Having established that the children of a generally economically unstable demographic, such as teenagers, are more likely to engage in criminal activity in adulthood, the next factor to be assessed in determining the efficacy of legalized abortion on crime rates is the relationship between legalized abortion and teenage pregnancies. According to yet another study by the Alan Guttmacher Institute ("Differences in Teenage Pregnancy”), teen pregnancy rates in the United States were 53 per 1,000 individuals in the mid 1990’s. Additionally, statistics provided by the National Campaign to Prevent Teen and Unplanned Pregnancy (“Teen Birth Rates in the United States 1940-2008”), detail the precipitous drop in teen pregnancy rates over the latter half of the 20th century (from a peak of 96.3 per 1,000 individuals in 1957 to a low of 40.5 per 1,000 individuals in 2005). This data coincides with a drop in modern crime rates relative to reported levels in 1973, with a 60% reduction in property crime and a 40% reduction in violent crime. These statistics are detailed in a paper written for the Quarterly Journal of Economics, “The Impact of Legalized Abortion on Crime” (Levitt and Donohue).

One year prior to Roe v. Wade, the levels of teenage and unplanned pregnancy were 68.3 per 1,000 individuals. In the year 2000, those levels had dropped to 47.7 per 1,000 individuals. Consequently, the crime rates experienced in the year 2000 saw an average 50% reduction in property and violent crimes when compared to crime rates reported in the early 1970’s (Levitt, Donohue fig. III). As such, in accordance with the data available, the reduction in teenage and unwanted pregnancies, through the use of legalized abortion and the increased availability of contraceptive services correlates with a 50% reduction in violent and property crimes over the past 40 years.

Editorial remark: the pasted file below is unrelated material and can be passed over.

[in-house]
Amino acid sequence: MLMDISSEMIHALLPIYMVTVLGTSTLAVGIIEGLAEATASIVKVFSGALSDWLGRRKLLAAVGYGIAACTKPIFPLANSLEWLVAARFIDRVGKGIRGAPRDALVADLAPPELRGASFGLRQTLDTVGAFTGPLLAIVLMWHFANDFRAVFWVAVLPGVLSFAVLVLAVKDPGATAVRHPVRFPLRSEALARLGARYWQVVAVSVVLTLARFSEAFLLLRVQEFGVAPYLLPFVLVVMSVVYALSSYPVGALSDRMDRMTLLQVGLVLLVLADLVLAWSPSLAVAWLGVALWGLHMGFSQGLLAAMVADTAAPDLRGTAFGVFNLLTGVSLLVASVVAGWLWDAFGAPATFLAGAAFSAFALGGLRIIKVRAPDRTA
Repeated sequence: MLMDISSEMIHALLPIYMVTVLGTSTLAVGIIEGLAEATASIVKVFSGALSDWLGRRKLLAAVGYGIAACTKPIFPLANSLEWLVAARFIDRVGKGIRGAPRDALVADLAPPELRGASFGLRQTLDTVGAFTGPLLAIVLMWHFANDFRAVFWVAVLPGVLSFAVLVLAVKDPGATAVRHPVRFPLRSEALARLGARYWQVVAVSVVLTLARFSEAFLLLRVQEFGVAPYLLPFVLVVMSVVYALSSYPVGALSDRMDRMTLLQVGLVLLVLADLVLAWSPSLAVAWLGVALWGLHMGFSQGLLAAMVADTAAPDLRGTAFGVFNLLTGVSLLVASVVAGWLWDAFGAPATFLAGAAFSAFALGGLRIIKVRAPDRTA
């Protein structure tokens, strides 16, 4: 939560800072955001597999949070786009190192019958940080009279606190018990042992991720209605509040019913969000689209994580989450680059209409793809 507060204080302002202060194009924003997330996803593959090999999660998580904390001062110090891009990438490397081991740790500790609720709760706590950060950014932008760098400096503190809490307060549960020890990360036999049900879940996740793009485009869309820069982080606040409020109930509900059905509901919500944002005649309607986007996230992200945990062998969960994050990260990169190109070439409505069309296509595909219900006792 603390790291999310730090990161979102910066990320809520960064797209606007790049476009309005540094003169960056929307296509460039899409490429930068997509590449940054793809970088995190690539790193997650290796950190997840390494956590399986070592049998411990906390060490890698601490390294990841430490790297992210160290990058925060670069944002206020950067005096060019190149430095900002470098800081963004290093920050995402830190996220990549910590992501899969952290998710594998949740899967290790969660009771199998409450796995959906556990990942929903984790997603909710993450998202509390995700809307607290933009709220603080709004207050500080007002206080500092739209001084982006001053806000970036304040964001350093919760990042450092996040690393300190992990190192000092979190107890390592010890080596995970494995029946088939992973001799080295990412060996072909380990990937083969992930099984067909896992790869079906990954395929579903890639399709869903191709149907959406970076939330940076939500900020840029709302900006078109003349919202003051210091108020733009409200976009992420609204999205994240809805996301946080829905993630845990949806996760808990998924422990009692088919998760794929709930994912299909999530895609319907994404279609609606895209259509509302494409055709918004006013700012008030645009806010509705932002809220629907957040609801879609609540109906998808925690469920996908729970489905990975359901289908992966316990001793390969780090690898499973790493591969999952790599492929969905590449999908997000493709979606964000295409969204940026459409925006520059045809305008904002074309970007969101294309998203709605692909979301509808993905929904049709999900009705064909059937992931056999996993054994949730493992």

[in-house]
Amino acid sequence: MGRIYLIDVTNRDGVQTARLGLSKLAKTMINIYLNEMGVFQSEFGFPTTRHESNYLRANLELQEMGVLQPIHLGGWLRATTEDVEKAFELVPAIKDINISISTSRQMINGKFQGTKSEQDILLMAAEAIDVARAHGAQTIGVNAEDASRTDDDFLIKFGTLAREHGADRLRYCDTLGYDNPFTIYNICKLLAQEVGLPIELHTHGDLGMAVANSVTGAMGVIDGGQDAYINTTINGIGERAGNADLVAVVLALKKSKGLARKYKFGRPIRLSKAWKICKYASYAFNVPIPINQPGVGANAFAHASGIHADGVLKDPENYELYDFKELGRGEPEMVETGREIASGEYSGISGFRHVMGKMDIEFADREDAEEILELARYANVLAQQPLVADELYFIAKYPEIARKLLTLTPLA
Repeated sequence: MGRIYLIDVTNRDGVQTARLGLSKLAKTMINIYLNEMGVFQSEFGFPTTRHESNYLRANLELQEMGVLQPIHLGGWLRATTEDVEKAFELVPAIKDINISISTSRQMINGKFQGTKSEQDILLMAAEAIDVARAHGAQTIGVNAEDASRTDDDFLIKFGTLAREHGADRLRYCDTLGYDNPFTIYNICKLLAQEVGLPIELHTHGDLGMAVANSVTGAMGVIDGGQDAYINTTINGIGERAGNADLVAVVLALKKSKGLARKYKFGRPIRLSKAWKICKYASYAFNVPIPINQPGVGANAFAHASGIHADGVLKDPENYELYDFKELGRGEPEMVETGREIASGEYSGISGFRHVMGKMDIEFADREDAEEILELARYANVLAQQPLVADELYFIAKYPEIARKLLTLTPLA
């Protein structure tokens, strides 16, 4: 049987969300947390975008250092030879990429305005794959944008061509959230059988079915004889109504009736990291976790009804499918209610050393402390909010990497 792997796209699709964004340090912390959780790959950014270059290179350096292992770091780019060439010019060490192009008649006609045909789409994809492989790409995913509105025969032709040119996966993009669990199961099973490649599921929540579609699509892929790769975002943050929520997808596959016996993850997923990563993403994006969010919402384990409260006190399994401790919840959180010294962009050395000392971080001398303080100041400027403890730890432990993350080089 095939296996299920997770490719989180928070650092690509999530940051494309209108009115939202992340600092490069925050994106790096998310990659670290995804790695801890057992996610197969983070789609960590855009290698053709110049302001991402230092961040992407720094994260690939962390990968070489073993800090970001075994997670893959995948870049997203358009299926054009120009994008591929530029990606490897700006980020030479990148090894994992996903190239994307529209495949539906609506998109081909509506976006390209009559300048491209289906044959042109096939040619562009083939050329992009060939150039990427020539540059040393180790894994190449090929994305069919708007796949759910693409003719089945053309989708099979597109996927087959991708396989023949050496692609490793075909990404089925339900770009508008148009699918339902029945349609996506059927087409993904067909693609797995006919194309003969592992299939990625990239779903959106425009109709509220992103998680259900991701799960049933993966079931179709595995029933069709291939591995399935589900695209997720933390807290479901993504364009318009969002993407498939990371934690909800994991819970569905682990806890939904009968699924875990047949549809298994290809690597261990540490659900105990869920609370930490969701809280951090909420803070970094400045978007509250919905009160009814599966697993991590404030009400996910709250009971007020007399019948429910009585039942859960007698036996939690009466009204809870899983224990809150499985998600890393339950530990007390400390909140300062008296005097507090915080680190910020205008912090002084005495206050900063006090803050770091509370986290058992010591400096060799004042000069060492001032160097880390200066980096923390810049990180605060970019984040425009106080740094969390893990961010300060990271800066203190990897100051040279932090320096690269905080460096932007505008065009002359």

Works Cited

Donohue III, John J., and Steven D. Levitt. "The Impact of Legalized Abortion on Crime." The Quarterly Journal of Economics CXVI.2 (2001): n. pag. The University of Chicago. Web. 1 Dec. 2013.

Derroch, Jacqueline E., Susheela Singh, and Jennifer J. Frost. "Differences in Teenage Pregnancy Rates Among Five Developed Countries: The Roles of Sexual Activity and Contraceptive Use."Differences in Teenage Pregnancy Rates Among Five Developed Countries: The Roles of Sexual Activity and Contraceptive Use. Version Volume 33, Number 6. The Alan Guttmacher Institute, n.d. Web. 30 Nov. 2013. <http://sparky.guttmacher.org/pubs/journals/3324401.html>

"Chapter 11: Human Reproduction." Rockefeller Commission on Population and the American Future. The Center for Research on Population and Security, 27 Mar. 1972. Web. 1 Dec. 2013. <http://www.population-security.org/rockefeller/011_human_reproduction.htm>.

"Readings on Teenagers and Sex Education 1997-2003." The Alan Guttmacher Institute. Program on Reproductive Health and Rights of the Open Society Institute, n.d. Web. 1 Dec. 2013. <http://www.guttmacher.org/pubs/compilations/2004/06/30/readings04-1.pdf#page=293>.

"Reproductive Health Data and Statistics." Centers for Disease Control and Prevention. Centers for Disease Control and Prevention, 27 Nov. 2013. Web. 1 Dec. 2013. <http://www.cdc.gov/reproductivehealth/data_stats/#Abortion>.

"Roe v. Wade." Roe v. Wade. N.p., 13 Dec. 1971. Web. 30 Nov. 2013. <http://www.law.cornell.edu/supct/html/historics/USSC_CR_0410_0113_ZS.html>

Sawhill, Isabel V.. "The Disadvantages Start at Conception." Room for Debate. The New York Times, 22 July 2013. Web. 1 Dec. 2013. <http://www.nytimes.com/roomfordebate/2012/01/08/is-the-us-still-a-land-of-opportunity/unplanned-pregnancies-perpetuate-a-cycle-of-poverty>.

"Teen Birth Rates in the United States, 1940-2008." The National Campaign to Prevent Teen and Unplanned Pregnancy. N.p., n.d. Web. 1 Dec. 2013. <http://www.thenationalcampaign.org/resources/pdf/TBR_1940-2006.pdf>.